In this image I did something different from the norm. Since it was a nice, warm evening, and the light was constantly changing as the clouds moved and the sun sunk lower to the horizon, I’d shot a few dozen images while I was there waiting for the day to end. When I got back to the HQ I decided to take a ten of them to combine so I could do something I call cloud stacking.
Here’s how it works (here I’m assuming you know how blending modes and masking works … if you don’t, I’ll cover these in future posts).
- First, I picked my images in Lightroom and sent them to Photoshop to load as separate layers (right-click on the in the timeline, select Edit In and choose Open as Layers in Photoshop).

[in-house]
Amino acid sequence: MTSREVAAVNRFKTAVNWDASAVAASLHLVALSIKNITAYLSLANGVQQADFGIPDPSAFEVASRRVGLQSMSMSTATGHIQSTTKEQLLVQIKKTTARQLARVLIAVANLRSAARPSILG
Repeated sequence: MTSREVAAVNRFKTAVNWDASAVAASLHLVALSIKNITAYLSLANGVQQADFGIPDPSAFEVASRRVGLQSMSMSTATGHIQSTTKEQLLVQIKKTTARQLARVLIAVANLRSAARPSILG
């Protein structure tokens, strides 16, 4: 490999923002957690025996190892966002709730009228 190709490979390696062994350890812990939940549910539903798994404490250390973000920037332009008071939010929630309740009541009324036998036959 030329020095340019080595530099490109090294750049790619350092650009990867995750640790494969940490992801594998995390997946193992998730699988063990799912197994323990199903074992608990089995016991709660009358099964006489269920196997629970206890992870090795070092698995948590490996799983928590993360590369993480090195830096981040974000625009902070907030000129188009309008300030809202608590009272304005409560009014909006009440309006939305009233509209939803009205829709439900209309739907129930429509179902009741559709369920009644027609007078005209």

- I selected all the layers and set the blending mode from normal to screen. And as far as the clouds go, that’s it. That generates the fluffy ethereal clouds I wanted, but it also makes a bit of a mess of the foreground, softening it too much for my liking.
- Next I picked one of the images to be my master image. I picked the lightest image I had since I wanted as much foreground detail as possible. I duplicated this image a set it as the foreground, then I used a mask to hide the sky on that image and reveal the sky from the screen blended images.
I did do a bit more finessing on the image, working the colors and sharpness a bit, but not that much. Mother Nature did most of the hard work for me!